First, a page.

At age four, Mikaila Ulmer was stung by a bee. The experience made her fearful of bees, but also fascinated by how important they are to the ecosystem. Around the same time, her grandmother sent her a cookbook featuring her special lemonade recipe. Ulmer decided to start a lemonade stand using her grandma’s recipe and honey from local beekeepers, and to donate 10% of her profits to organizations that helped to save honeybees. It was so delicious and unique that a local restaurant requested to sell it, leading Ulmer to begin bottling her concoction. From there, business took off! She appeared on Shark Tank and secured a $60,000 investment, officially founded Me & the Bees Lemonade, and then established The Healthy Hive Foundation.
Learn more at https://www.healthyhivefoundation.org/.
Twelve-year-old Marley Dias was dismayed when she realized that all of the books her teacher assigned were about “white boys and dogs.” Why shouldn’t Black girls like her see themselves represented in the books they read? Dias set out to make a change. She created #1000BlackGirlBooks, a book drive with the goal of collecting 1,000 books with Black girls as the main characters, which would then be donated to schools so that Black girls everywhere could have access to them. The drive ended up collecting more than 9,000 books in its initial run. Now Dias’ project includes a database of books about Black girls, the ability to request books for populations in need, and – of course – opportunities to donate books to the cause.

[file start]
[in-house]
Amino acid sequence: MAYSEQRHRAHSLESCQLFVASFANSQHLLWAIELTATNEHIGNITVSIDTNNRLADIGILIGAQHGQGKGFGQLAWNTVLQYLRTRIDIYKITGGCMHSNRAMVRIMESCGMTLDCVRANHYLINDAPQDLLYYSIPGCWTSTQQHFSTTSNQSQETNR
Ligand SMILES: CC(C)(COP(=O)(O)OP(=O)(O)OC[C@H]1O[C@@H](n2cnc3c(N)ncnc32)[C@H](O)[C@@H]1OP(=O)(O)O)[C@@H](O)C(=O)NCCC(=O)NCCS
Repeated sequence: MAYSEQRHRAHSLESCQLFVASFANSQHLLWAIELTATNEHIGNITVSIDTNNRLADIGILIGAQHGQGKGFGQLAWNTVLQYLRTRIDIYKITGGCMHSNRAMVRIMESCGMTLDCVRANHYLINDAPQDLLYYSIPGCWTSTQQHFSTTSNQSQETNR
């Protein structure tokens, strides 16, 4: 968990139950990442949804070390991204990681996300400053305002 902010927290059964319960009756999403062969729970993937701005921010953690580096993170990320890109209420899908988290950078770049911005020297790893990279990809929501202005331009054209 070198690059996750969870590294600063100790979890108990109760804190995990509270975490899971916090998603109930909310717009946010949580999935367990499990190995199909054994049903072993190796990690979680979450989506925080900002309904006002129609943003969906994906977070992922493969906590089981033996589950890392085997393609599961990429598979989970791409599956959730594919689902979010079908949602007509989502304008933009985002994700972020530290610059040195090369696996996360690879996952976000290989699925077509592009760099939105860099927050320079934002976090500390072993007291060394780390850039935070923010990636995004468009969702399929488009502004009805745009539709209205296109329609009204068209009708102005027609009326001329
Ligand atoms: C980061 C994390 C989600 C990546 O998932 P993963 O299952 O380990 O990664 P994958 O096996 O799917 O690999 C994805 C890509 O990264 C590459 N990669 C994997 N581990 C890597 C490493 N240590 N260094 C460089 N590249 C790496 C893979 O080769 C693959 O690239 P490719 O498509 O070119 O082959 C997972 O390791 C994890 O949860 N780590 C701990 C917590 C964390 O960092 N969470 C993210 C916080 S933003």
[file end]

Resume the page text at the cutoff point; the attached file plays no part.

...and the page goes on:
Learn more at https://www.marleydias.com/1000blackgirlbooks/.
Nyeeam Hudson was one of many ten-year-old boys who experienced bullying. Unlike many others, however, he found his voice and is using it to help children around the world. Known on Instagram as King NAHH, he posts videos with inspirational messages designed to promote love, empathy, and acceptance for all people. He also travels as a motivational speaker, encouraging kindness and offering support to children who are dealing with bullying. He is currently working on a book to “encourage young males to believe in themselves as kings of greatness.”
Learn more at https://kingnahh.com/pages/booking.
Black History Month for Preschoolers
While February is dedicated to the celebration of the influence and central role of Black and African American individuals, we recognize that Black history is American history. Kids’ Care Club is committed to infusing Black history and celebration of diversity into our curriculum and lesson plans year-round. A key pinnacle of our approach to early childhood education and our NAEYC accreditation is employing an anti-bias approach to curriculum. This month, make a habit of celebrating the achievements and historical perspectives with your preschooler on the history of all. Head on over to the Black History Month Pinterest Board for various Black history month activities to continue the learning of influential historical figures at home.